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Pro's & Con's between full tunnels and tunnels with center pods

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Old 11-18-2003, 06:47 PM
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Originally posted by TopSpin80
T2x the point I was trying to get across was that a lot of people including myself and most boat builders claim their tunnel hulls are catamarans. When the true definition of catamaran from a naval architecture standpoint is not what they are producing.

Ernie
What is the "true definition of a catamaran from a naval architecture standpoint"? I'd call this a trimaran myself....


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Old 11-18-2003, 06:56 PM
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True definition.... none of us have of even want a catamaran

A kind of raft or float, consisting of two or more logs or pieces of wood lashed together, and moved by paddles or sail
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Old 11-18-2003, 07:04 PM
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but T2x raises a valid point. There are symmetrical and assymetrical cats and they are considered tunnel hulls but where in the shape and size of the center pod do you draw a like and say: this is not a cat anymore but a trimaran or a 3-point? Opinions please, semantics aside... BTW, great posts T2x and TopSpin80...
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Old 11-18-2003, 07:06 PM
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I love My Paddles and Sails................................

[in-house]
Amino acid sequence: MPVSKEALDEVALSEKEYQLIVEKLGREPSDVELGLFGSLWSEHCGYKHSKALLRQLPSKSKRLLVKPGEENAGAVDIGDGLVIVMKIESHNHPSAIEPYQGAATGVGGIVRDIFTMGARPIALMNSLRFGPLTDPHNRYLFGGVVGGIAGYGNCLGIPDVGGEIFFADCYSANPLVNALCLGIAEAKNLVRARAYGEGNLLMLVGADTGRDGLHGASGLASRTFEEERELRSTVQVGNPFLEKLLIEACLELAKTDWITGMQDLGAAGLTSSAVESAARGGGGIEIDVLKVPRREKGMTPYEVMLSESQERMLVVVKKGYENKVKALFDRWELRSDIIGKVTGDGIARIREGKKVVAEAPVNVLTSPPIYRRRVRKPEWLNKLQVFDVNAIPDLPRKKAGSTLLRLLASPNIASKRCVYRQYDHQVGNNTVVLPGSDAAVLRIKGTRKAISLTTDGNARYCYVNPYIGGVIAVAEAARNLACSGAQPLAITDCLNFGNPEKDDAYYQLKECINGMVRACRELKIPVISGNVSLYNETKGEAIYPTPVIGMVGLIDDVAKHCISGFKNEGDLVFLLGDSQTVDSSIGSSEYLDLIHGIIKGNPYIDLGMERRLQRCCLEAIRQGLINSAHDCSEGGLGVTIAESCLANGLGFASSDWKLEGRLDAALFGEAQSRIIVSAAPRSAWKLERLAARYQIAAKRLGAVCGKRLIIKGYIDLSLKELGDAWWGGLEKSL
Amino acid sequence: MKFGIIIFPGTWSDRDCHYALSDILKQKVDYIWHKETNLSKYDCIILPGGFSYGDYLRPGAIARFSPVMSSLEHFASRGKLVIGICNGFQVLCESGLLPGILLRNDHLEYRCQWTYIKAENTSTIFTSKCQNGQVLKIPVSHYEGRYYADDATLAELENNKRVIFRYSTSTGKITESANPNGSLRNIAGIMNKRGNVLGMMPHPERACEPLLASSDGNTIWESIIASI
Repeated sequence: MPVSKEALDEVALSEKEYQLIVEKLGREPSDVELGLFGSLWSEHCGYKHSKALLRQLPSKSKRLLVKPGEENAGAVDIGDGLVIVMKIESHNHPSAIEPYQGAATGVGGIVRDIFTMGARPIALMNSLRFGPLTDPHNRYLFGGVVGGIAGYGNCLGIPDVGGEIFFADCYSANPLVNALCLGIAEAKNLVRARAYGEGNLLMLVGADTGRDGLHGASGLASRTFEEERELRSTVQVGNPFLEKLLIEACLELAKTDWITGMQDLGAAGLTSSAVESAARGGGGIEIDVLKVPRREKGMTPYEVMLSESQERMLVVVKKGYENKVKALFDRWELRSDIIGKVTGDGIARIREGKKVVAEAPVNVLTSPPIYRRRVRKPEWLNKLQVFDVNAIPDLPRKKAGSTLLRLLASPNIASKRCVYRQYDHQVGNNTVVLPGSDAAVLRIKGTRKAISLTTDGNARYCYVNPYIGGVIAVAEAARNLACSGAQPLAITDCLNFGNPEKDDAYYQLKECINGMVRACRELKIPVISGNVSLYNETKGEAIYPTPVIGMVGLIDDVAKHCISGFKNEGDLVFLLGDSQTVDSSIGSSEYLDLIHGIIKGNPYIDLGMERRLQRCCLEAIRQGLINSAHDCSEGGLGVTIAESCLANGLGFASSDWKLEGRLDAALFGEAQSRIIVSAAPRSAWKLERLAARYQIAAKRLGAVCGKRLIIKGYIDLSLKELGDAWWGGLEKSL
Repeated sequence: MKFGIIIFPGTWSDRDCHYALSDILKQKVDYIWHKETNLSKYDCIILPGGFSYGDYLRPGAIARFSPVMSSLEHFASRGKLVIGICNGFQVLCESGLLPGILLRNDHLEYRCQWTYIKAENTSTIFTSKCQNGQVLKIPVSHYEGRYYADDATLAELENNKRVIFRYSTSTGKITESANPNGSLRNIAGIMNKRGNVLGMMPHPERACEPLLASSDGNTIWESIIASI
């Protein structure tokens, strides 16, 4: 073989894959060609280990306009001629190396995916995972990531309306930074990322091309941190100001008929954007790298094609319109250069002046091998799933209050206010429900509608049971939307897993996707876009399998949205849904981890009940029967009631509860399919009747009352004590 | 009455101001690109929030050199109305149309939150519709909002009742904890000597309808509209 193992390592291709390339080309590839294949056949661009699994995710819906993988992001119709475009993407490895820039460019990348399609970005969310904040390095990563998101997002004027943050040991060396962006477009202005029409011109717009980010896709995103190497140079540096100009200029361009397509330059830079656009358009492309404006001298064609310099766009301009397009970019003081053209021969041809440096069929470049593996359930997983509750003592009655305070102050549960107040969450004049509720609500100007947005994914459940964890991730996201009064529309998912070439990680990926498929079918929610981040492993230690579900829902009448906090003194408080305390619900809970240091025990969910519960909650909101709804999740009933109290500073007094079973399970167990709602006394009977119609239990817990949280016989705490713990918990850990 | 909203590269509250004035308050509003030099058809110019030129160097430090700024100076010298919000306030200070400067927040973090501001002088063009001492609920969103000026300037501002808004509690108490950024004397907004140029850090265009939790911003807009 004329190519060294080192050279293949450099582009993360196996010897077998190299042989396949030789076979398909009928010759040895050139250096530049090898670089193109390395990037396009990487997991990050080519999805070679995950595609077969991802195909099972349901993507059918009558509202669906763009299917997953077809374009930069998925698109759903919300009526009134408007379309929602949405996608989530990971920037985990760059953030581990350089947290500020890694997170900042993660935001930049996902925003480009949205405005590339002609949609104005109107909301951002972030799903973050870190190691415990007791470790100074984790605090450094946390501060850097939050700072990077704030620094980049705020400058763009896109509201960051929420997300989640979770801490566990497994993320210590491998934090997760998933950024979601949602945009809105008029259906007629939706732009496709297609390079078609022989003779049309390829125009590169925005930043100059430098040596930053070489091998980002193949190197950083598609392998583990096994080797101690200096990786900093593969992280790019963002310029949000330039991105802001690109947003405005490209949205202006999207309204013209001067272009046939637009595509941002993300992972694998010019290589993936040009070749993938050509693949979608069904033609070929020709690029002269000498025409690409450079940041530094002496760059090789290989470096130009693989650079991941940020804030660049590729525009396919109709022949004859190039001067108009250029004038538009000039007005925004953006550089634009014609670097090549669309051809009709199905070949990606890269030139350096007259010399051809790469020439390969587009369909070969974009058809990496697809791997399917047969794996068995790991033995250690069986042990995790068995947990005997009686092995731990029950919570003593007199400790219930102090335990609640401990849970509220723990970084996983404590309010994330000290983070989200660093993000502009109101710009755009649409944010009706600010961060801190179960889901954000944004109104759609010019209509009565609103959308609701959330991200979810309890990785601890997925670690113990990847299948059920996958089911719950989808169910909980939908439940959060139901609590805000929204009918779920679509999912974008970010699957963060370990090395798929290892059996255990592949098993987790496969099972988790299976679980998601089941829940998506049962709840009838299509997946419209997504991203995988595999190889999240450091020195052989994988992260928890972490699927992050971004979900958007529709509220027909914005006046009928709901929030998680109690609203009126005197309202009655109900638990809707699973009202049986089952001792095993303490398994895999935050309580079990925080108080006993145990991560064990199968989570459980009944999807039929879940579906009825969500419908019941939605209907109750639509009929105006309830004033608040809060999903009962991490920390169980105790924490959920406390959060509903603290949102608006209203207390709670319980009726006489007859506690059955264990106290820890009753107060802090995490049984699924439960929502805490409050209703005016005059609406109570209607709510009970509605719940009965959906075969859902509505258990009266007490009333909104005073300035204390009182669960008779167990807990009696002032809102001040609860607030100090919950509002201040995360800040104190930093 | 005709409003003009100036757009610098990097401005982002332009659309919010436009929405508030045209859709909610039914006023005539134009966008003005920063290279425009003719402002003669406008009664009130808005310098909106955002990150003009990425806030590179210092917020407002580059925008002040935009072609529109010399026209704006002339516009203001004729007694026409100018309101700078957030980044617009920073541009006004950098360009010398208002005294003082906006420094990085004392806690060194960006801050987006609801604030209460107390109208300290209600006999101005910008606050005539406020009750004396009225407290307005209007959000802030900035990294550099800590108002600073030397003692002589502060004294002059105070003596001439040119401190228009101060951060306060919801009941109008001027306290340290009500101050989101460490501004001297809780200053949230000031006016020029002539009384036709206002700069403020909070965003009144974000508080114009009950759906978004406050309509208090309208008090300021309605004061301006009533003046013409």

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Old 11-18-2003, 07:14 PM
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Cord,post a pic of the back of your boat please.
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Old 11-18-2003, 07:22 PM
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In my opinion it becomes a trimaran when the center 'pod' becomes the longer and bigger of the three pods. However I am sure there are many other opinions out there.... so let's hear them.

T2x in today's powerboat market there aren't many 'symetrical' catamarans offered. Most planing hulls do better without sponson symetry. Most catamaran sailboats however are dislacement hulls and therefore do better as a catamaran and not a tunnel.. plus they are going too slow to have any advantage in packing the air to create lift.

Ernie

what do you think?
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Old 11-18-2003, 08:15 PM
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I don't know the famile tree of the Profile 28.
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Old 11-18-2003, 08:54 PM
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Old 11-18-2003, 08:58 PM
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Here's is my take on all of this and don't take it as if I know what I'm talking about, this is just based off of what I have heard and experienced over the years.